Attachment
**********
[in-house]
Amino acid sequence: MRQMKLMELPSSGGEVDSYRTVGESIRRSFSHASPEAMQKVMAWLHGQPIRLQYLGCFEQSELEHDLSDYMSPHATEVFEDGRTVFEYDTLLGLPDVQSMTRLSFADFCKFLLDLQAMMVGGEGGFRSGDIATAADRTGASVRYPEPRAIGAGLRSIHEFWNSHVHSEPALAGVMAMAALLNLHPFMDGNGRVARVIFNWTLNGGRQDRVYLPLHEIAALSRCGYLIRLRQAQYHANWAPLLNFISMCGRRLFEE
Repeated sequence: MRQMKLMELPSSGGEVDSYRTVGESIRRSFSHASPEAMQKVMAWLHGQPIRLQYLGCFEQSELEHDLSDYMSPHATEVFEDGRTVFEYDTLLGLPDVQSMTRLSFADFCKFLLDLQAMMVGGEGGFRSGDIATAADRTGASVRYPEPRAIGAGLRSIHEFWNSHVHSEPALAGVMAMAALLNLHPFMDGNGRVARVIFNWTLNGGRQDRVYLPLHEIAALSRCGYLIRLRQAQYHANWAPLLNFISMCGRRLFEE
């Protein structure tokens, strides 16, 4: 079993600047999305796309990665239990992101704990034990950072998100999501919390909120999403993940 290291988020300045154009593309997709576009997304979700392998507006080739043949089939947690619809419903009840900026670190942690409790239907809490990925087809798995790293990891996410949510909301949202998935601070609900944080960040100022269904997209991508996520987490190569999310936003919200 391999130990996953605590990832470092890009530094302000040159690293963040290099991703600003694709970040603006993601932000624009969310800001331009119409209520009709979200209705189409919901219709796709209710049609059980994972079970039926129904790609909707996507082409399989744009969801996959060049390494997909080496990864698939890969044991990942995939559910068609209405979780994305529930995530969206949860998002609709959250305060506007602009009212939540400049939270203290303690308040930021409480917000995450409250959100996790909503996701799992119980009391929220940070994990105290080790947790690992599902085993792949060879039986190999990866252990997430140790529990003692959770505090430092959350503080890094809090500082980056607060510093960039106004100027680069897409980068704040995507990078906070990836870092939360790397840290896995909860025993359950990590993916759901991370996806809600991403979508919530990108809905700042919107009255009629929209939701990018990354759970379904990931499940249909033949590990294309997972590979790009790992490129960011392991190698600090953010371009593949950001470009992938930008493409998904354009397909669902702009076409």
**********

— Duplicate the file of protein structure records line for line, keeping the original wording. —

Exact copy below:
[in-house]
Amino acid sequence: MRQMKLMELPSSGGEVDSYRTVGESIRRSFSHASPEAMQKVMAWLHGQPIRLQYLGCFEQSELEHDLSDYMSPHATEVFEDGRTVFEYDTLLGLPDVQSMTRLSFADFCKFLLDLQAMMVGGEGGFRSGDIATAADRTGASVRYPEPRAIGAGLRSIHEFWNSHVHSEPALAGVMAMAALLNLHPFMDGNGRVARVIFNWTLNGGRQDRVYLPLHEIAALSRCGYLIRLRQAQYHANWAPLLNFISMCGRRLFEE
Repeated sequence: MRQMKLMELPSSGGEVDSYRTVGESIRRSFSHASPEAMQKVMAWLHGQPIRLQYLGCFEQSELEHDLSDYMSPHATEVFEDGRTVFEYDTLLGLPDVQSMTRLSFADFCKFLLDLQAMMVGGEGGFRSGDIATAADRTGASVRYPEPRAIGAGLRSIHEFWNSHVHSEPALAGVMAMAALLNLHPFMDGNGRVARVIFNWTLNGGRQDRVYLPLHEIAALSRCGYLIRLRQAQYHANWAPLLNFISMCGRRLFEE
């Protein structure tokens, strides 16, 4: 079993600047999305796309990665239990992101704990034990950072998100999501919390909120999403993940 290291988020300045154009593309997709576009997304979700392998507006080739043949089939947690619809419903009840900026670190942690409790239907809490990925087809798995790293990891996410949510909301949202998935601070609900944080960040100022269904997209991508996520987490190569999310936003919200 391999130990996953605590990832470092890009530094302000040159690293963040290099991703600003694709970040603006993601932000624009969310800001331009119409209520009709979200209705189409919901219709796709209710049609059980994972079970039926129904790609909707996507082409399989744009969801996959060049390494997909080496990864698939890969044991990942995939559910068609209405979780994305529930995530969206949860998002609709959250305060506007602009009212939540400049939270203290303690308040930021409480917000995450409250959100996790909503996701799992119980009391929220940070994990105290080790947790690992599902085993792949060879039986190999990866252990997430140790529990003692959770505090430092959350503080890094809090500082980056607060510093960039106004100027680069897409980068704040995507990078906070990836870092939360790397840290896995909860025993359950990590993916759901991370996806809600991403979508919530990108809905700042919107009255009629929209939701990018990354759970379904990931499940249909033949590990294309997972590979790009790992490129960011392991190698600090953010371009593949950001470009992938930008493409998904354009397909669902702009076409």